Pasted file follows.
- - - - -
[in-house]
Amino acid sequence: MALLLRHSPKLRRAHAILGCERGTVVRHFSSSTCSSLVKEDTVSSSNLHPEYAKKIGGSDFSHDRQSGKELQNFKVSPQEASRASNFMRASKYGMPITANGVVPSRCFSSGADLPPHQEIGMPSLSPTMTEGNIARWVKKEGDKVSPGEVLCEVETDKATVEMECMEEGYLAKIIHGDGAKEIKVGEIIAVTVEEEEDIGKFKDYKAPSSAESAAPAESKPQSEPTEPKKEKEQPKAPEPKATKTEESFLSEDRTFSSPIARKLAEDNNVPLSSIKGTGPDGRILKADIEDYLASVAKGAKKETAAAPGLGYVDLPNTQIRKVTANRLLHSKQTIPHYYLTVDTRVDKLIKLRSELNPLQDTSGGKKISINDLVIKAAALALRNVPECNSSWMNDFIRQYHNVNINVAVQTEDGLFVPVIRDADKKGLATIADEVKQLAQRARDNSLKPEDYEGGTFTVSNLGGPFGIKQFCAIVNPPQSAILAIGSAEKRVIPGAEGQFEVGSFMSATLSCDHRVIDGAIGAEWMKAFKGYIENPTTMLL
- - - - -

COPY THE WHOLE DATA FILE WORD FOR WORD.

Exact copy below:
[in-house]
Amino acid sequence: MALLLRHSPKLRRAHAILGCERGTVVRHFSSSTCSSLVKEDTVSSSNLHPEYAKKIGGSDFSHDRQSGKELQNFKVSPQEASRASNFMRASKYGMPITANGVVPSRCFSSGADLPPHQEIGMPSLSPTMTEGNIARWVKKEGDKVSPGEVLCEVETDKATVEMECMEEGYLAKIIHGDGAKEIKVGEIIAVTVEEEEDIGKFKDYKAPSSAESAAPAESKPQSEPTEPKKEKEQPKAPEPKATKTEESFLSEDRTFSSPIARKLAEDNNVPLSSIKGTGPDGRILKADIEDYLASVAKGAKKETAAAPGLGYVDLPNTQIRKVTANRLLHSKQTIPHYYLTVDTRVDKLIKLRSELNPLQDTSGGKKISINDLVIKAAALALRNVPECNSSWMNDFIRQYHNVNINVAVQTEDGLFVPVIRDADKKGLATIADEVKQLAQRARDNSLKPEDYEGGTFTVSNLGGPFGIKQFCAIVNPPQSAILAIGSAEKRVIPGAEGQFEVGSFMSATLSCDHRVIDGAIGAEWMKAFKGYIENPTTMLL